Mike Bacsik On His Racially Insensitive Tweets: “I Don’t Really Have a Defense.”
Mike Bacsik probably should have stopped at being remembered for being a bad pitcher. The infamous gopher-ball-giver-upper left baseball after five seasons and 216 innings pitched in the MLB (with a career ERA of 5.46) to become a member of the media as a radio producer for KTCK “The Ticket” in Dallas. It turns out he is a worse public figure than he was a pitcher. And right now, he’s neither.Out with friends and drunk at a bar watching the Mavericks-Spurs game, Bacsik started Tweeting. We all know about “drunk dialing” and even “drunk texting,” but it’s clear that “drunk Tweeting” has much more significant implications. Instead of annoying the one person (or 50 people in some of my college friends’ cases) with a mostly incoherent message, Twitter is open to the world. Not that he ever should have said it to anyone in any venue, but when Bacsik decided to offer “Congrats to all the dirty Mexicans in San Antonio” everyone could see it. Whoops.He claimed sarcasm wasn’t clear in the statement and that he meant no harm, but I’m not sure what sarcasm has to do with such a statement.An indefinite suspension was followed by a firing by the station that took a considerable amount of heat. Who could have guessed that wasn’t smart to say – especially around Cinco de Mayo and with new immigration laws in Arizona dominating the news? (By the way Mike, that’s how you show sarcasm in writing.Mike Bacsik joined Peter Burns and Bruce Bowen in San Antonio to apologize to the people of San Antonio, discuss his night of drinking and Tweeting, and talk about the place of this conversation on sports talk radio.
On what he has to say to the people of San Antonio:
“I want to say that I am sorry because I am sorry because the apologies that I have done so far have either been through Twitter or the Ticket, which they were my words, but it is tough to be sincere in a apology written out. For the most part, any time we have heard an apology just through written words, it’s tough. It’s tough to put into words how terrible you feel for what you have done. I understand how people feel…. I don’t really have a defense. That’s what I’m going on to say – is how sorry I am and apologetic and stupid.”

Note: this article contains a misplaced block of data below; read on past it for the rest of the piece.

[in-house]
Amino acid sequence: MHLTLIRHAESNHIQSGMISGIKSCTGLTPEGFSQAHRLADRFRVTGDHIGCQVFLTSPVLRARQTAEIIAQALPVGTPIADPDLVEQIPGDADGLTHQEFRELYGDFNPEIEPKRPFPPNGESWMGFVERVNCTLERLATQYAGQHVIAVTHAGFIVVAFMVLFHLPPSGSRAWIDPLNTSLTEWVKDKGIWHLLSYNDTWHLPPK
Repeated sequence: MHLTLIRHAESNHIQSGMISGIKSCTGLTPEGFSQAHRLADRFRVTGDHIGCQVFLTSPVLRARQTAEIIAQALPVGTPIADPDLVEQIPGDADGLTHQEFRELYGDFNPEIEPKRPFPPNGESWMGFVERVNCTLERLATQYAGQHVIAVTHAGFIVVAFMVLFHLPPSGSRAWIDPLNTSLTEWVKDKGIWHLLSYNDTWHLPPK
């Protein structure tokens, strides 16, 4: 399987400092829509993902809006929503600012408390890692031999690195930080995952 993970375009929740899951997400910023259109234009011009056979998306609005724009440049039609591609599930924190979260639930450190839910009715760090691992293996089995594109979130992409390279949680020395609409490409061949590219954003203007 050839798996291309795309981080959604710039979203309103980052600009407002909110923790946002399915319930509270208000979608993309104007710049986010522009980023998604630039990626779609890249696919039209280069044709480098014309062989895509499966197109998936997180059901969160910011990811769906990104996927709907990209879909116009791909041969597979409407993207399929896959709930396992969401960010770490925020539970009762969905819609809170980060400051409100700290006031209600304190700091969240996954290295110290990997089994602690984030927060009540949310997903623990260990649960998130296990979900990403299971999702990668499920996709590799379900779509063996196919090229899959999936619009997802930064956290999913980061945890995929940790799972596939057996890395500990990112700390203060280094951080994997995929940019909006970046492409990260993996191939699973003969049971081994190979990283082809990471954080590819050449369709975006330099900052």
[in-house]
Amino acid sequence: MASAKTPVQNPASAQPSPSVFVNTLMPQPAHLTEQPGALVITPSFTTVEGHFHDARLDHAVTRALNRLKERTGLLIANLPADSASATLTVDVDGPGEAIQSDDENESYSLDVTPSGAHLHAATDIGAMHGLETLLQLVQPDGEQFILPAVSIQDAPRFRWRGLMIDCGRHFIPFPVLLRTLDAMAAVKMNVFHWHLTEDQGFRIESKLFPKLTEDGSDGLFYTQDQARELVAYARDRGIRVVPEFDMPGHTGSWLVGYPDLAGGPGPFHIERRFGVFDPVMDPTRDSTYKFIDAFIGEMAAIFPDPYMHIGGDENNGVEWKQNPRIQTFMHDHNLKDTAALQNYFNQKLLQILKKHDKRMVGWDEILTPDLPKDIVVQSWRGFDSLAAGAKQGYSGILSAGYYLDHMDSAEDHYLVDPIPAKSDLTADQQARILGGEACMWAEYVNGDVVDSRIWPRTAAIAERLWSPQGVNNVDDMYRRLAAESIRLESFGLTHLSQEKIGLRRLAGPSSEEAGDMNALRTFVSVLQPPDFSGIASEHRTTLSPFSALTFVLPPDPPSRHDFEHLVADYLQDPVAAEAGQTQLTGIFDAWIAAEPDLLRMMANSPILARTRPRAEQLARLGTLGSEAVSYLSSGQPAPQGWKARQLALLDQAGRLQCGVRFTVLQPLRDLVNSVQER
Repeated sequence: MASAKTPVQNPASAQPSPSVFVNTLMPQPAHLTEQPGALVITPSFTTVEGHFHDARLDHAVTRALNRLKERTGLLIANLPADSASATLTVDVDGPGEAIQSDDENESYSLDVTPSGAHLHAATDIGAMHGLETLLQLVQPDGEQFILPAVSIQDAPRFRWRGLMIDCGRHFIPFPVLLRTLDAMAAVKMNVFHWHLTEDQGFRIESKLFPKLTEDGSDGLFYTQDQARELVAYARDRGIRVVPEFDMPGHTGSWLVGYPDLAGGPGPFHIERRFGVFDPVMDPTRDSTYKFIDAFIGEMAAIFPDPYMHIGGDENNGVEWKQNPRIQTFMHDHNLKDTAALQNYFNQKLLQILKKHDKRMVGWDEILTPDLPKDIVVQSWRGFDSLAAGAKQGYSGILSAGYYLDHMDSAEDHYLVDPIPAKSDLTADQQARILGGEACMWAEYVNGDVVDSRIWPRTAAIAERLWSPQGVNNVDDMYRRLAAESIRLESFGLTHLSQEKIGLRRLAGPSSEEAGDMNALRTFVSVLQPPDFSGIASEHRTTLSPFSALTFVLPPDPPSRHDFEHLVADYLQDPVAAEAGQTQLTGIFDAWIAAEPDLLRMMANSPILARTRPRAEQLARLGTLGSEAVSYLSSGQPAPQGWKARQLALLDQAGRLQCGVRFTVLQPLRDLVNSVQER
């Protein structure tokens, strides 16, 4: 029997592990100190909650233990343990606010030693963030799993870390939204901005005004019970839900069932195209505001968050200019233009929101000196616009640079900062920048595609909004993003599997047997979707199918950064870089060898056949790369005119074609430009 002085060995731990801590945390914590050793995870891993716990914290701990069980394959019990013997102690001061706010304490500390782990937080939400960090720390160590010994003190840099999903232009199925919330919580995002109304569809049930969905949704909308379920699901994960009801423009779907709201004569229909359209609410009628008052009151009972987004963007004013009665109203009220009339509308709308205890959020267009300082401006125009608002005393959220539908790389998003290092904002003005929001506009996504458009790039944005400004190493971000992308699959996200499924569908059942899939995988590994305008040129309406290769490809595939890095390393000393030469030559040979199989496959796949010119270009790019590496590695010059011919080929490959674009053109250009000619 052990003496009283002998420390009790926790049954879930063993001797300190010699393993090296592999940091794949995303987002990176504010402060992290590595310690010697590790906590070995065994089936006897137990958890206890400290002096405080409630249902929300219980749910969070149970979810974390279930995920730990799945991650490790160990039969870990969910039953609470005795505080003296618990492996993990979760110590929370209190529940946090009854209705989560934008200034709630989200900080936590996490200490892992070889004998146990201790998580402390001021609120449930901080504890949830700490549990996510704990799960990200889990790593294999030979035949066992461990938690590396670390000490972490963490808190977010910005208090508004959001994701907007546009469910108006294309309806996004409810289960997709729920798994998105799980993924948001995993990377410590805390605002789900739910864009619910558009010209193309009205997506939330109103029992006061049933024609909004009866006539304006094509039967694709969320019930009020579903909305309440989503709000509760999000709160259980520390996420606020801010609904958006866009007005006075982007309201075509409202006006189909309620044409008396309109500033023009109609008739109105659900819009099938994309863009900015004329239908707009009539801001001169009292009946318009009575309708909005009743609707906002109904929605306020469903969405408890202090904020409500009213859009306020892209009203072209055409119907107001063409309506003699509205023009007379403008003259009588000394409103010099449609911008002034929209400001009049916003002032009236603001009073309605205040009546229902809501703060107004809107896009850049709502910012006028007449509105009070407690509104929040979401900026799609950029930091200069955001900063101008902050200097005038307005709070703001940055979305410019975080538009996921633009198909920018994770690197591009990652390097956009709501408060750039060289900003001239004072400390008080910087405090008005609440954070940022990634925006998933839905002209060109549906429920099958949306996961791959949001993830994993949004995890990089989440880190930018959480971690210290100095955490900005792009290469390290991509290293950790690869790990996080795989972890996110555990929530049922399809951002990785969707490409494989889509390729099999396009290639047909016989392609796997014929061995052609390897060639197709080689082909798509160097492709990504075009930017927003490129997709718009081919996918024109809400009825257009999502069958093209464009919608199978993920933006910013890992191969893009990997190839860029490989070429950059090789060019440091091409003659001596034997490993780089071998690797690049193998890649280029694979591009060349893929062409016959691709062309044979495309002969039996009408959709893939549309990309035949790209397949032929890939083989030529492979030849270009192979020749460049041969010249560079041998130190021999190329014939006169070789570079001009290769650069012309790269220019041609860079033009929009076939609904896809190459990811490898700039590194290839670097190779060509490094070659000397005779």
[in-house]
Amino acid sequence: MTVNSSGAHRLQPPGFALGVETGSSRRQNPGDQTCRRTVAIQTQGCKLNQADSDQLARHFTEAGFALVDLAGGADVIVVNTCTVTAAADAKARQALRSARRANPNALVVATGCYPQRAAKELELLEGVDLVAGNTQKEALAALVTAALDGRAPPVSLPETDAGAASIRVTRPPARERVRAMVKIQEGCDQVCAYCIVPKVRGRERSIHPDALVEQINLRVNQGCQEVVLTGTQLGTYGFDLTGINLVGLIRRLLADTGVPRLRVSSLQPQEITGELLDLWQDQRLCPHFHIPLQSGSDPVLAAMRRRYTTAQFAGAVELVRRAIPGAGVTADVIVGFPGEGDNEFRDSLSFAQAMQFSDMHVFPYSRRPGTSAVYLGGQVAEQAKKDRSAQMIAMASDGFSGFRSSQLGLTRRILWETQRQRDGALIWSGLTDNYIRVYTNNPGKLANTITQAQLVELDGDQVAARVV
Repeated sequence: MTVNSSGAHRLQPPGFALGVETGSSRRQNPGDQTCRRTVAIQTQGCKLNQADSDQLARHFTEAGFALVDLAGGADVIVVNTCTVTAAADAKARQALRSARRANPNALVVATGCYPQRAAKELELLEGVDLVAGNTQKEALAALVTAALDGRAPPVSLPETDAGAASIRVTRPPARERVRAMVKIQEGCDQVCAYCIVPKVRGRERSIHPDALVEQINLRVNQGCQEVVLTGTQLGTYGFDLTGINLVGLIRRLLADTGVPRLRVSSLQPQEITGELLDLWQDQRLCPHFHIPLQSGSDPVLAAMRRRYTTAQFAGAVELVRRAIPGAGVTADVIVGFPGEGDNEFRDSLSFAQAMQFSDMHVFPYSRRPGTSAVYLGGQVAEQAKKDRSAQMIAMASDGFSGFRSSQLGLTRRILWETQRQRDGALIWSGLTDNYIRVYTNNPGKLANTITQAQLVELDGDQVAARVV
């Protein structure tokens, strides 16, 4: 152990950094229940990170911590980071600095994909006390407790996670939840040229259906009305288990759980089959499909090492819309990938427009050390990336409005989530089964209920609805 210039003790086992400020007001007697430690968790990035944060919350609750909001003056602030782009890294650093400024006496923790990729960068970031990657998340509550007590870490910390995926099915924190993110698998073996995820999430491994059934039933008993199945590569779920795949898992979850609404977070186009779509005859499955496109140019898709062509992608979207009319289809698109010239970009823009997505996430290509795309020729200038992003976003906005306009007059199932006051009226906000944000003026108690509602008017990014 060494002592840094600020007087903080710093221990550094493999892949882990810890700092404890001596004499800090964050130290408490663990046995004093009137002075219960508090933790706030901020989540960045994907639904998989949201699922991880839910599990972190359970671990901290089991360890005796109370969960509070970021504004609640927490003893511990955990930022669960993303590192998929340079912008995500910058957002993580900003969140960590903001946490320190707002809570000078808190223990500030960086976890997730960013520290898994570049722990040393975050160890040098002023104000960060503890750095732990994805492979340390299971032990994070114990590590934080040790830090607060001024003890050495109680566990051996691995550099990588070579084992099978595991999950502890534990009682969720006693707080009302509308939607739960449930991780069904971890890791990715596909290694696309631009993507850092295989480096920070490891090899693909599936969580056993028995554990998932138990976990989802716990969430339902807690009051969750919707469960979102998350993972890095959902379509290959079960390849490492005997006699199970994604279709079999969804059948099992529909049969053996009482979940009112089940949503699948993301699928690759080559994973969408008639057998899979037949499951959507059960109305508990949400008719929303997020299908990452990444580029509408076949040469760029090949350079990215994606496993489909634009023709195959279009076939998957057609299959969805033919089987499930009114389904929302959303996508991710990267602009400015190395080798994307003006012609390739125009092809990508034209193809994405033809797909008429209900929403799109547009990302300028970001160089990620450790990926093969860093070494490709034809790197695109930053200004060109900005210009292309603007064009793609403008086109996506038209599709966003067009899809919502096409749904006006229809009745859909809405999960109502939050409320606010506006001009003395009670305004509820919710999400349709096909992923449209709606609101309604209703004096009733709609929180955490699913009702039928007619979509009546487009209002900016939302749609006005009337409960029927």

On the events of “the night:”
“I would just say that, on Sunday night, when I started about 20-30 minutes later, when I started getting re-tweets of it and people questioning what I put out there, that’s when I started calling people and saying, ‘I think I did something wrong. I know I did something wrong. How should I handle this?’… I did a show on Sunday and then a buddy called me up and said he was in town and wanted to go watch the game. So I talked to the wife and decided to go out. Just watching the game and drinking, as the Spurs started to pull away, I was frustrated, mad. Then, I was Tweeting. You put your sarcasm and feelings out there and everything that I did just led to a terrible, terrible mistake.”
On Bruce Bowen’s comments that this conversation does not belong on sports talk radio:
“I feel like you reached out to me. My agent did not want me to do any interviews. I felt like wanted to come on in San Antonio, especially San Antonio, because that’s who I most offended. I know I offended a lot of people, a lot of people fighting overseas in the military. I screwed up tremendously. I’m very sorry. I’m trying to do things in my life to correct these things that I have done. I understand Bruce. Bruce has every right to say what he has to say. A lot of people feel like Bruce feels. All I can say is that I am very sorry. I don’t know how else to do it.”